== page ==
In the quest to further understand the relationship between human and dog, scientists are uncovering their findings as to what connects us the most.
Surprisingly, it's not playing with your dog, exercising with them, taking them on walks, petting them, or even feeding them that fosters the most intimate bond between human and canine. Multiple media outlets, including The Christian Science Monitor, are reporting their findings this week. The conclusion?
It's all about the eyes.
Science has now proven that there is a direct correlation between the level of the human-dog bond and the eye contact we make with each other.
This directly from Christian Science Monitor:
To better understand the neurobiology behind human-dog companionship, a team of researchers from Azabu University in Sagamihara, Japan, placed a number of canine participants in a room with their owners. They instructed owners to touch, talk to, or gaze at their pets for a period of 30 minutes. When the time was up, researchers took urine samples from both pet and owner, which they tested for oxytocin levels. Oxytocin is sometimes called the “love hormone” – during mammalian reproduction and childbirth, it acts as a neurotransmitter, sending positive feedback to the brain. It is also associated with pair bonding.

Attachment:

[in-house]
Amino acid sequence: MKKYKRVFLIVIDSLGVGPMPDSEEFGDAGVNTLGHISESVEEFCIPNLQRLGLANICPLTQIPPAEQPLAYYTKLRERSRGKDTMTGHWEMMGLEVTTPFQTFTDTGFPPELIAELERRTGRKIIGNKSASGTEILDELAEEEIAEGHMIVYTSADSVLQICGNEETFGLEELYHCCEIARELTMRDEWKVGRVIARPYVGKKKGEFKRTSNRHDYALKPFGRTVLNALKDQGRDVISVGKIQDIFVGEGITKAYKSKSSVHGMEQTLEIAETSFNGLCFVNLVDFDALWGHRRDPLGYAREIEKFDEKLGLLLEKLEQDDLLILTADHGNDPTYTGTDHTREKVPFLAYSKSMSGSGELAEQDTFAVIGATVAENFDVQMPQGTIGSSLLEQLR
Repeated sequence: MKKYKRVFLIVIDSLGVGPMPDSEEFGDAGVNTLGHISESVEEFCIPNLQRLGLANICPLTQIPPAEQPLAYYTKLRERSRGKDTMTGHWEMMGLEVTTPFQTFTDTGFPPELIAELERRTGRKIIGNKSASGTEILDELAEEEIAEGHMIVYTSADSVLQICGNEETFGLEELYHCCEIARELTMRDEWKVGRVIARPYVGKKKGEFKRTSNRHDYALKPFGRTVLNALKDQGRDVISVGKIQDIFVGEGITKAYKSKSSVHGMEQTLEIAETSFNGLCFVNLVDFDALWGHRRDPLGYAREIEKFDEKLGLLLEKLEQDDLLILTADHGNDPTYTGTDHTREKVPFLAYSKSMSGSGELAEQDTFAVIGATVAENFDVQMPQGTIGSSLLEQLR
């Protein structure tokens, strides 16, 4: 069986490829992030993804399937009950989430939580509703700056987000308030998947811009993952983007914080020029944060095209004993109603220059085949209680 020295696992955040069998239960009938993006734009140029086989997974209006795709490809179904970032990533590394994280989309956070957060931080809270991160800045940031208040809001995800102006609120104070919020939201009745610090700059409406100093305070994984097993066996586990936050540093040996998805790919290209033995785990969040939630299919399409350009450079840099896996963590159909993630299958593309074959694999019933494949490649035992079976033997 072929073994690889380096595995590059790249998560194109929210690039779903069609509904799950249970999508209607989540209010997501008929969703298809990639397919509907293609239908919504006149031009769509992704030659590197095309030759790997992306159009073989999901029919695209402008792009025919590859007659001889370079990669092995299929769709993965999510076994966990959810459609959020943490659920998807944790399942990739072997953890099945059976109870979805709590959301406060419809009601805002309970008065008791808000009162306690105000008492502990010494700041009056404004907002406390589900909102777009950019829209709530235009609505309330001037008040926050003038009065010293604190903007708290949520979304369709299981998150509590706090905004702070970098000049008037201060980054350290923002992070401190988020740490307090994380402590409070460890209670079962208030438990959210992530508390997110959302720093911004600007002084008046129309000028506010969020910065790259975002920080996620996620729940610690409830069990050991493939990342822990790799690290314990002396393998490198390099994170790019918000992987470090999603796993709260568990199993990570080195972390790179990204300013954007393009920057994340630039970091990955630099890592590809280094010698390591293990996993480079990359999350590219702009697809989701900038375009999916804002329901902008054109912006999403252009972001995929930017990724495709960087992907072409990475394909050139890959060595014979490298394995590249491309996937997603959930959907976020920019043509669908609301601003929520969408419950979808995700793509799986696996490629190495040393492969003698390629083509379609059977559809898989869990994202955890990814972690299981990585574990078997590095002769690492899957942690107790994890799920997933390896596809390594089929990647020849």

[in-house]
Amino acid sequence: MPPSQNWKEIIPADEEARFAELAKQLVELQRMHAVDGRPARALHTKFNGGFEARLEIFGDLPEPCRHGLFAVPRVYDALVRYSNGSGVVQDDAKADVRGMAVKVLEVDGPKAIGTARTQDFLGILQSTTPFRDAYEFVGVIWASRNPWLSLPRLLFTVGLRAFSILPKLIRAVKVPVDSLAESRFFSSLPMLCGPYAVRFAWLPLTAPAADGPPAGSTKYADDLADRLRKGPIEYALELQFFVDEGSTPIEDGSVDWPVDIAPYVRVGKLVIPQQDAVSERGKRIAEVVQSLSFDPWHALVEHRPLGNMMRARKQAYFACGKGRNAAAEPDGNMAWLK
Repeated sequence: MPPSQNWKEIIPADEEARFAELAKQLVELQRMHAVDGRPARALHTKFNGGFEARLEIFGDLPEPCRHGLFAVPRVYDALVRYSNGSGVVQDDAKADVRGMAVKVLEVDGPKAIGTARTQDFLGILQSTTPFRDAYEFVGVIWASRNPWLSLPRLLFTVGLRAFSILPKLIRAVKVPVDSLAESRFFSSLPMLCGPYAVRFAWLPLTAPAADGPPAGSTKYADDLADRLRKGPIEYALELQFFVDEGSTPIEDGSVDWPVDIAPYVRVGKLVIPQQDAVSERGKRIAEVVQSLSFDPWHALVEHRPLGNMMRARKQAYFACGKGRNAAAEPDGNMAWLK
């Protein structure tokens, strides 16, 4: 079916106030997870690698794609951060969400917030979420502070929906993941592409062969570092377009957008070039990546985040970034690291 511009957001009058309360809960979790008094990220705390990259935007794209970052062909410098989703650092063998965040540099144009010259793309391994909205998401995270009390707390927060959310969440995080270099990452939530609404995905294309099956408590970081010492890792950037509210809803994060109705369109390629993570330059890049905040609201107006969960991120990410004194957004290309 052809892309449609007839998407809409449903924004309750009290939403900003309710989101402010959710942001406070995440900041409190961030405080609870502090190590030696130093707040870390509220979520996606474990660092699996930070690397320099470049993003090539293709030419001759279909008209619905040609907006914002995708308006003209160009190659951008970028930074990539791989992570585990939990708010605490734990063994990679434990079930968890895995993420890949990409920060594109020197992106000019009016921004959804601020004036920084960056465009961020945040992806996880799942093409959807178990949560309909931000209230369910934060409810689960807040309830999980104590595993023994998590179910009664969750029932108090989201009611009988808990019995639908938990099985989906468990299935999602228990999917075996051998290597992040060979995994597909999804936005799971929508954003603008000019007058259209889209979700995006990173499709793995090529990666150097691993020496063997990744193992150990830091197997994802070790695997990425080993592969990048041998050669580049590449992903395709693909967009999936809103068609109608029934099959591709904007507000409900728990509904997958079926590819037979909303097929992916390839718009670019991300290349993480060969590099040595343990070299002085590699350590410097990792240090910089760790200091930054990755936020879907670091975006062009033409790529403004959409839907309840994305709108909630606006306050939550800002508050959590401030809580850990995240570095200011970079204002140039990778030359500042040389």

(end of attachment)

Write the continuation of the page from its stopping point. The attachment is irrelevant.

Surprisingly, Dr. Kikusui’s team found that simple eye contact was better at raising oxytocin levels than vocal communication or physical contact. So as much as your dog probably appreciates a good scratch behind the ear, eye contact has a deeper association with bonding.
Paw-retty interesting, eh?
Then again, when you think about it, whether you're currently a dog owner or not, when you look into a dog's eyes, you can feel the connection. Dogs have very fixated brains, and often times when they lock eyes with you, they won't look away until you do - or until you make a different reaction.
What's even more interesting is that through the findings within all of these oxytocin studies, science is proving that the relationship between people and pups is beyond unique.
"Most evidence shows this kind of connection works within a species— humans produce oxytocin because of other humans, and dogs produce it because of other dogs." (TODAY)
This is the first time that we've had conclusive evidence of the emotional bond between members of a different species; and a carnivorous one at that. (Keep in mind, humans have been domesticating dogs for thousands of years, and that also has played a significant factor over time.)
What can we take away from all of this? Perhaps something us dog owners have known for a while now..
The emotional connection a parent can foster with their dog(s) can be incredibly strong.
And for better or worse, even stronger than the ones that exists with our children.
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